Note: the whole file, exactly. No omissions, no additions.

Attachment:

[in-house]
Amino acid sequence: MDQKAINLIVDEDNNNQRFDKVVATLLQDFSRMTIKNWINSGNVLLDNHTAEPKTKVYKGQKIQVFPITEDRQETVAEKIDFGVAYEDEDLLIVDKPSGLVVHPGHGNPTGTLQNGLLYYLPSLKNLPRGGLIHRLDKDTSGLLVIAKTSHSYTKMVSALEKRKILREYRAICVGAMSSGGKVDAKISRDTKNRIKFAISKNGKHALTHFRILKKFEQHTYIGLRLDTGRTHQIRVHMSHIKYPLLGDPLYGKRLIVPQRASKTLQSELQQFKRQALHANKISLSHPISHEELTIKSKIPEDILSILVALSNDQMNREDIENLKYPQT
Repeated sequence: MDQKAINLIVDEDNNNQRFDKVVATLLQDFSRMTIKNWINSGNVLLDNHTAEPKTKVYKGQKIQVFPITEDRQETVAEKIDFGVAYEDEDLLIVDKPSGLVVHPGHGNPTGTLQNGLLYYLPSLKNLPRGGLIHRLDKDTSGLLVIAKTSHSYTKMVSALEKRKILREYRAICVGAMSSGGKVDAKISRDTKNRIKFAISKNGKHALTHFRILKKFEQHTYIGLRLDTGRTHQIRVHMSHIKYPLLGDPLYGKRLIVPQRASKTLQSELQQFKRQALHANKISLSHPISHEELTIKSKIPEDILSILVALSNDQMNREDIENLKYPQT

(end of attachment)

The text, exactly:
[in-house]
Amino acid sequence: MDQKAINLIVDEDNNNQRFDKVVATLLQDFSRMTIKNWINSGNVLLDNHTAEPKTKVYKGQKIQVFPITEDRQETVAEKIDFGVAYEDEDLLIVDKPSGLVVHPGHGNPTGTLQNGLLYYLPSLKNLPRGGLIHRLDKDTSGLLVIAKTSHSYTKMVSALEKRKILREYRAICVGAMSSGGKVDAKISRDTKNRIKFAISKNGKHALTHFRILKKFEQHTYIGLRLDTGRTHQIRVHMSHIKYPLLGDPLYGKRLIVPQRASKTLQSELQQFKRQALHANKISLSHPISHEELTIKSKIPEDILSILVALSNDQMNREDIENLKYPQT
Repeated sequence: MDQKAINLIVDEDNNNQRFDKVVATLLQDFSRMTIKNWINSGNVLLDNHTAEPKTKVYKGQKIQVFPITEDRQETVAEKIDFGVAYEDEDLLIVDKPSGLVVHPGHGNPTGTLQNGLLYYLPSLKNLPRGGLIHRLDKDTSGLLVIAKTSHSYTKMVSALEKRKILREYRAICVGAMSSGGKVDAKISRDTKNRIKFAISKNGKHALTHFRILKKFEQHTYIGLRLDTGRTHQIRVHMSHIKYPLLGDPLYGKRLIVPQRASKTLQSELQQFKRQALHANKISLSHPISHEELTIKSKIPEDILSILVALSNDQMNREDIENLKYPQT